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Aubry Kradolfer, Carla; Geiss, Michael – Paedagogica Historica: International Journal of the History of Education, 2016
Funding, administration and social goals are aspects of school policy that are highly interrelated. No country has achieved universal primary education without relying mainly on taxes. This had profound consequences for educational administration. As soon as schools were no longer subsidised by private backers or ecclesiastical funds,…
Descriptors: Educational Administration, Educational Finance, Educational History, School Policy
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Mitch, David – Paedagogica Historica: International Journal of the History of Education, 2016
Historians of the rise of popular education have often emphasised the role of national governments as sources of funding. However, for the case of England work by W.K. Jordan among others with probate records suggests that by the English Civil War substantial philanthropic funding was available for education. The presence of this philanthropy…
Descriptors: Foreign Countries, Educational History, Educational Finance, Private Financial Support
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Fitchett, Paul G.; Russell, William Benedict – Paedagogica Historica: International Journal of the History of Education, 2012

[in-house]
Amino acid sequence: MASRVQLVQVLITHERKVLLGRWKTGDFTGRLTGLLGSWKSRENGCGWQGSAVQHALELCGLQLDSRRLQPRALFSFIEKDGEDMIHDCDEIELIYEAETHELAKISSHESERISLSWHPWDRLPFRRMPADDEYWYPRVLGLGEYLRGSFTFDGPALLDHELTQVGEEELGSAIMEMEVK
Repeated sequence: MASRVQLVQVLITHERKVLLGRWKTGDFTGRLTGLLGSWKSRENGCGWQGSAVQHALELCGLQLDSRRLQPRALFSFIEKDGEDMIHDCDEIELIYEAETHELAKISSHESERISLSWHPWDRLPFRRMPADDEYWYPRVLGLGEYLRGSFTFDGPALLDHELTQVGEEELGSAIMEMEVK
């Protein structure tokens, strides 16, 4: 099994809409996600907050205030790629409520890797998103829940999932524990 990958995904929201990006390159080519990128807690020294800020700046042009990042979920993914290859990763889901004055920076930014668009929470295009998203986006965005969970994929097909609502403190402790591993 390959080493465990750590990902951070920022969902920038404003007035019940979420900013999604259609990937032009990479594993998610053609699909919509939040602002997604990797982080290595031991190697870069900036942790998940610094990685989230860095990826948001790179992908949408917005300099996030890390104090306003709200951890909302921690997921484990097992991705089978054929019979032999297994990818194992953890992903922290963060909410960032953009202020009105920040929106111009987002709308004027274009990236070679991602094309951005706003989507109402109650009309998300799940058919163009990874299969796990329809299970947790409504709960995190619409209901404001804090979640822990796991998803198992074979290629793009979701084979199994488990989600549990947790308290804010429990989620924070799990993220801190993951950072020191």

The New Social Studies movement was an effort by social scientists to reform US social studies/history curriculum at all levels during the 1960s and early 1970s. In the end, more than 50 different projects attempting to revitalise social studies were developed. Many of the projects focused on inquiry-based teaching practices and curriculum.…
Descriptors: Social Scientists, Social Studies, Units of Study, Anthropology
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van Gijlswijk, T. W. M. – Paedagogica Historica: International Journal of the History of Education, 2011
Local administrations in the Republic of the United Netherlands determined in the seventeenth and eighteenth century the conditions of the local educational provisions. Several towns published separate regulations for educating poor children in separate schools. Others left the responsibility to local charity committees. The regulations are…
Descriptors: Committees, Economically Disadvantaged, Educational Finance, Foreign Countries
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Wechsler, Harold S. – Paedagogica Historica: International Journal of the History of Education, 2010
Locating denominational colleges and state and land grant universities away from major American cities created a growing need for urban higher education institutions in the early twentieth century. Religious denominations, municipal authorities, and entrepreneurs opened colleges and professional schools in many US cities to meet the demand. The…
Descriptors: Immigrants, Working Class, Educational Finance, Social Action
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Carpentier, Vincent – Paedagogica Historica: International Journal of the History of Education, 2006
Earlier studies of France, Germany and the UK suggest that a common framework exists to explain the relationship between public expenditure on education and economic growth in the nineteenth and twentieth centuries. This article shows that while a similar relationship exists in the USA, US policies were particularly committed to the educational…
Descriptors: Foreign Countries, Economic Progress, Expenditures, Educational Finance